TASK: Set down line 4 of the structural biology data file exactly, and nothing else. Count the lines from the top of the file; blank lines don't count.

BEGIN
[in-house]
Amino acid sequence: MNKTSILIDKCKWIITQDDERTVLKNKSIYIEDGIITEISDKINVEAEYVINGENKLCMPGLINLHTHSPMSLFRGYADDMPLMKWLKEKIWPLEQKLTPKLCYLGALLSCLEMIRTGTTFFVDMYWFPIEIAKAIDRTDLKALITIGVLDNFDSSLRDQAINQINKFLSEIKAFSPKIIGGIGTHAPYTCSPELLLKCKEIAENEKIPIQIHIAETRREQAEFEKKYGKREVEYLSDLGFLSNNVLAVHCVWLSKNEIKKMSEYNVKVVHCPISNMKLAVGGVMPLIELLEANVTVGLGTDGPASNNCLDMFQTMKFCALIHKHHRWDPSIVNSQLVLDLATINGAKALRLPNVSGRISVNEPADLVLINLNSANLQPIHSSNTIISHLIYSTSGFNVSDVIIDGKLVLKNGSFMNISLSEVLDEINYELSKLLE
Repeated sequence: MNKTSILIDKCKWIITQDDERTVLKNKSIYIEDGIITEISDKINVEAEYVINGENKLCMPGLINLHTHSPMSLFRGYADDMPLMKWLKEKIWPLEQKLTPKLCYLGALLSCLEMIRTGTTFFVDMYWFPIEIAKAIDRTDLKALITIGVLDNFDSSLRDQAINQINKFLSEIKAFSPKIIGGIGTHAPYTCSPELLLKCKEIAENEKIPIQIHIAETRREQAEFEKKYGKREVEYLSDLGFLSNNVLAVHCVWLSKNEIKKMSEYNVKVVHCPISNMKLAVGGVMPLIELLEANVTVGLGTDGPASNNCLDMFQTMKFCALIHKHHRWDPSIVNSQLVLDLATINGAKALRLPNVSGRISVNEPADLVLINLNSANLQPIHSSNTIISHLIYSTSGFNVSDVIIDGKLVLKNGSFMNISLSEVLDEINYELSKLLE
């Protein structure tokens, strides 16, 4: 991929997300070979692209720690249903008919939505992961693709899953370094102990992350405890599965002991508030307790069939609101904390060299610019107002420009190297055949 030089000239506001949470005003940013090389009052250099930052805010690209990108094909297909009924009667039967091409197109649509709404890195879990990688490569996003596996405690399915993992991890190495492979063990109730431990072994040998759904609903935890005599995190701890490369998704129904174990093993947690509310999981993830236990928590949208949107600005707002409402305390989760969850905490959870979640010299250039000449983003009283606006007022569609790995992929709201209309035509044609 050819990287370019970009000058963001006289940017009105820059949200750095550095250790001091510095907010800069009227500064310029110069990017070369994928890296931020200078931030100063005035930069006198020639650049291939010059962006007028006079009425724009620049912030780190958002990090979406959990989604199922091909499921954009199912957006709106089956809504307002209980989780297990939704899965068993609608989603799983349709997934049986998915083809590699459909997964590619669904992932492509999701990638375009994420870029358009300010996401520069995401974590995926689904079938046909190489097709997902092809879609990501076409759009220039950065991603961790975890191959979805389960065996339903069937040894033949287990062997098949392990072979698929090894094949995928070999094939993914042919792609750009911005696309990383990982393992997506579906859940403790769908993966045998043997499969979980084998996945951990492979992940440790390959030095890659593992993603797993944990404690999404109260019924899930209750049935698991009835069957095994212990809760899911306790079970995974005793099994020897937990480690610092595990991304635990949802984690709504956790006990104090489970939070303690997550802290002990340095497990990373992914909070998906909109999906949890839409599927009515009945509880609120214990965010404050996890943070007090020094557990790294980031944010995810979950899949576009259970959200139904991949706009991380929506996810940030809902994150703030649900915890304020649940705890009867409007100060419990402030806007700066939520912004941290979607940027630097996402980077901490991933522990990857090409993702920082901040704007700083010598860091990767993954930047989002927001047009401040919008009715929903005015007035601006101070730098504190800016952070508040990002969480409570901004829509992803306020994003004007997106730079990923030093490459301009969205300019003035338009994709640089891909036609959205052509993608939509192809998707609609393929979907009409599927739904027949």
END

């Protein structure tokens, strides 16, 4: 991929997300070979692209720690249903008919939505992961693709899953370094102990992350405890599965002991508030307790069939609101904390060299610019107002420009190297055949 030089000239506001949470005003940013090389009052250099930052805010690209990108094909297909009924009667039967091409197109649509709404890195879990990688490569996003596996405690399915993992991890190495492979063990109730431990072994040998759904609903935890005599995190701890490369998704129904174990093993947690509310999981993830236990928590949208949107600005707002409402305390989760969850905490959870979640010299250039000449983003009283606006007022569609790995992929709201209309035509044609 050819990287370019970009000058963001006289940017009105820059949200750095550095250790001091510095907010800069009227500064310029110069990017070369994928890296931020200078931030100063005035930069006198020639650049291939010059962006007028006079009425724009620049912030780190958002990090979406959990989604199922091909499921954009199912957006709106089956809504307002209980989780297990939704899965068993609608989603799983349709997934049986998915083809590699459909997964590619669904992932492509999701990638375009994420870029358009300010996401520069995401974590995926689904079938046909190489097709997902092809879609990501076409759009220039950065991603961790975890191959979805389960065996339903069937040894033949287990062997098949392990072979698929090894094949995928070999094939993914042919792609750009911005696309990383990982393992997506579906859940403790769908993966045998043997499969979980084998996945951990492979992940440790390959030095890659593992993603797993944990404690999404109260019924899930209750049935698991009835069957095994212990809760899911306790079970995974005793099994020897937990480690610092595990991304635990949802984690709504956790006990104090489970939070303690997550802290002990340095497990990373992914909070998906909109999906949890839409599927009515009945509880609120214990965010404050996890943070007090020094557990790294980031944010995810979950899949576009259970959200139904991949706009991380929506996810940030809902994150703030649900915890304020649940705890009867409007100060419990402030806007700066939520912004941290979607940027630097996402980077901490991933522990990857090409993702920082901040704007700083010598860091990767993954930047989002927001047009401040919008009715929903005015007035601006101070730098504190800016952070508040990002969480409570901004829509992803306020994003004007997106730079990923030093490459301009969205300019003035338009994709640089891909036609959205052509993608939509192809998707609609393929979907009409599927739904027949």